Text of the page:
Tyson is not a self-aggrandizer, but he does have a central role in the drama and he fully documents his part in Pluto's story in the book. Along the way, he tells the story of Pluto's discovery, its debate among the IAU, and the ultimate designation given by the IAU. Plenty of digressions tie in the field of astronomy and astronomers, popular culture (including a certain Mouse's dog) and more.

    I've previously read Tyson's work in Death by Black Hole, and he keeps that easy, accessible style for his work here. He may not have the skill of the late Stephen Jay Gould or Carl Sagan just yet, but those who only have a little science education should not be intimidated or put off by the subject.

    I, myself, learned a lot of what happened "behind the scenes" in the debate on Pluto, and found the book educational as well as a pleasure to read. The book is relatively short for the price, which is about the only major thing I can say against the book.

    Recommended.

    1 out of 1 people found this review helpful.

    Was this review helpful? Yes  No   Report this review
  • Anonymous

    Posted December 2, 2013

    Worth a read

    Dr. Tyson does a good job explaining how the whole Pluto "demotion" came about. Its not just a dry science book, it lets you in the whole story while still explaining the facts.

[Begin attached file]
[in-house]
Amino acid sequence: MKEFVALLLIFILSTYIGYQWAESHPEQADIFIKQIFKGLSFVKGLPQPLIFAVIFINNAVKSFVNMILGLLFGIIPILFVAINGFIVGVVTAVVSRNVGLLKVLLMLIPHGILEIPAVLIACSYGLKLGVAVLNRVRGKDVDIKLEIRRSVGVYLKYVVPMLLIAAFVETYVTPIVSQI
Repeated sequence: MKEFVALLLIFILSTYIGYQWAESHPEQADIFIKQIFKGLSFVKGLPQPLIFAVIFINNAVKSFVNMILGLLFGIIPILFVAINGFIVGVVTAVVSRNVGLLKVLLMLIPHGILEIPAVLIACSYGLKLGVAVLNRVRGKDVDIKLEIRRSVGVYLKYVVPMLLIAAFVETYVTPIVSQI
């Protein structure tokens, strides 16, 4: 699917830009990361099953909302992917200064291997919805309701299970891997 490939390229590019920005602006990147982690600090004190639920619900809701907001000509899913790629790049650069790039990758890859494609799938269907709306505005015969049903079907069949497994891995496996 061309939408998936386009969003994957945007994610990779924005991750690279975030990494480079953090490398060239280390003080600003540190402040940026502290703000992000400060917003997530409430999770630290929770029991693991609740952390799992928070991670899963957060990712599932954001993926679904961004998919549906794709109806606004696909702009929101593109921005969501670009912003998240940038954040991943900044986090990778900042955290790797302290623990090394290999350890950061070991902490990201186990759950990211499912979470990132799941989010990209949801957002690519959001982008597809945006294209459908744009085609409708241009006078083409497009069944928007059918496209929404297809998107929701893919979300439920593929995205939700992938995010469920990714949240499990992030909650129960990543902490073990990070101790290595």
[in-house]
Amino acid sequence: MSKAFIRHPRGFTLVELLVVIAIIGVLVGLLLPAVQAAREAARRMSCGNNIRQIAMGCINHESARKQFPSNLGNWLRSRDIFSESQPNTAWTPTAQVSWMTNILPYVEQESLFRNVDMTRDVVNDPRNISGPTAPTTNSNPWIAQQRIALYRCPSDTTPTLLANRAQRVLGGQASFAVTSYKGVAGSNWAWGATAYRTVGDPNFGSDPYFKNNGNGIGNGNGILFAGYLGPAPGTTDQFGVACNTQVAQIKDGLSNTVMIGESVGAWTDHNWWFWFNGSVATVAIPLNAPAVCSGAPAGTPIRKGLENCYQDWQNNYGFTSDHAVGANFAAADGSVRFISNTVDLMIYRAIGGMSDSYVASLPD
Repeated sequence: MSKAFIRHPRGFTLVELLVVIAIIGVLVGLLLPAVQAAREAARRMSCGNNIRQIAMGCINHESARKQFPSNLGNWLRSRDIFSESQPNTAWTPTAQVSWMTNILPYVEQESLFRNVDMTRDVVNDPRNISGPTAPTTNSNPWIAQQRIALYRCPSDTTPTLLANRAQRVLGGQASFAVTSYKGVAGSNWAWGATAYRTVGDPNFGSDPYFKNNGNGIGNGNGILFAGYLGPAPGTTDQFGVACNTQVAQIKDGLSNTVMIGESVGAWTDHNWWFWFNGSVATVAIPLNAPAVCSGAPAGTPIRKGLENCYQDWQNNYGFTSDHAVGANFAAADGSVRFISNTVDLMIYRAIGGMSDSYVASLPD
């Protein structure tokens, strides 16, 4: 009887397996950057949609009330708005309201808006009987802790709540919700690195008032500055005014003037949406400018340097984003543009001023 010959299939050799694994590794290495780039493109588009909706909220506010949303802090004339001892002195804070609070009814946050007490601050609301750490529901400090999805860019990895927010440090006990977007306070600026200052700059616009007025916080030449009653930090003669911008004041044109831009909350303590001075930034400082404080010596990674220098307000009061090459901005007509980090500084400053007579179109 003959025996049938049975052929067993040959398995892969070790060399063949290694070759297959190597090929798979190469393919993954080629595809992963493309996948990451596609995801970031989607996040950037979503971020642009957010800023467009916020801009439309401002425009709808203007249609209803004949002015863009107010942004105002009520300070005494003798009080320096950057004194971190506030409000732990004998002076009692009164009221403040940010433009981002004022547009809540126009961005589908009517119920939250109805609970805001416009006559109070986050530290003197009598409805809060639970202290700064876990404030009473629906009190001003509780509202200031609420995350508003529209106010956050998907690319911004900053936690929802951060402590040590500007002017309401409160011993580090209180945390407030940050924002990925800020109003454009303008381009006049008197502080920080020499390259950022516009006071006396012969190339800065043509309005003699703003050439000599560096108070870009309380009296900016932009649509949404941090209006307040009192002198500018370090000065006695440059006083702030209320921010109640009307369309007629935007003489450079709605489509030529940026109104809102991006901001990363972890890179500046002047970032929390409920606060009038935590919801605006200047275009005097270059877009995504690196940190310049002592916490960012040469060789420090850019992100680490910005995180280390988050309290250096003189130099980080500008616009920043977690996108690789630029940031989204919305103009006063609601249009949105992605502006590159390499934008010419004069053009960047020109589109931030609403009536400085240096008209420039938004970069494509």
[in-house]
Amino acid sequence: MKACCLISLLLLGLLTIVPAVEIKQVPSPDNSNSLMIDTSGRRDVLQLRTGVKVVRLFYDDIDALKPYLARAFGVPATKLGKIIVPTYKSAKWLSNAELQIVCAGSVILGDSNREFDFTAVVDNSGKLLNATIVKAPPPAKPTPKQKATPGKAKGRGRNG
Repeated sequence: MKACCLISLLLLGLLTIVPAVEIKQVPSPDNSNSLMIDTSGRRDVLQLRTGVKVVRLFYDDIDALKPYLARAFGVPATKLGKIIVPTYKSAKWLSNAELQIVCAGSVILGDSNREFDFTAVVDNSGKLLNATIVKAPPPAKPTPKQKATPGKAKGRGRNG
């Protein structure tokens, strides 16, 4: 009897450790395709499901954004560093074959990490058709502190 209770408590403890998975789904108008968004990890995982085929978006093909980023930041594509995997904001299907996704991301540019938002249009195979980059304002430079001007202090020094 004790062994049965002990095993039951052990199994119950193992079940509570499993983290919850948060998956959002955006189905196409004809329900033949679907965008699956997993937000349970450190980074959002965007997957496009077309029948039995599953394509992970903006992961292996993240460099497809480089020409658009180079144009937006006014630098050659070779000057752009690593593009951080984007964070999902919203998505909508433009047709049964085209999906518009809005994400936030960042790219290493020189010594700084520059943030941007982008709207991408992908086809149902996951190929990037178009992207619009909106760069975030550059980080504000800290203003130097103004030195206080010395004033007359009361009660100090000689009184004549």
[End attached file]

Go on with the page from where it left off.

Was this review helpful? Yes  No   Report this review
  • Anonymous

    Posted June 11, 2013

    Must read

    Entertaining and pages filled with information even non-rocket scientists can understand...Poor Pluto

    Was this review helpful? Yes  No   Report this review
  • Anonymous

    Posted October 9, 2010

    No text was provided for this review.

  • Anonymous

    Posted June 11, 2009

    No text was provided for this review.

  • Anonymous

    Posted October 15, 2011

    No text was provided for this review.

  • Anonymous

    Posted November 23, 2009

    No text was provided for this review.

  • Anonymous

    Posted July 11, 2010

    No text was provided for this review.

  • Anonymous

    Posted December 2, 2010

    No text was provided for this review.

  • Anonymous

    Posted March 3, 2009

    No text was provided for this review.

  • Anonymous

    Posted June 30, 2010

    No text was provided for this review.

  • Anonymous

    Posted July 2, 2011

    No text was provided for this review.

  • Anonymous

    Posted December 21, 2009

    No text was provided for this review.

  • Anonymous

    Posted September 30, 2010

    No text was provided for this review.

  • Anonymous

    Posted December 28, 2009

    No text was provided for this review.

See All Sort by: Showing 1 – 20 of 33 Customer Reviews

If you find inappropriate content, please report it to Barnes & Noble
Why is this product inappropriate?
Comments (optional)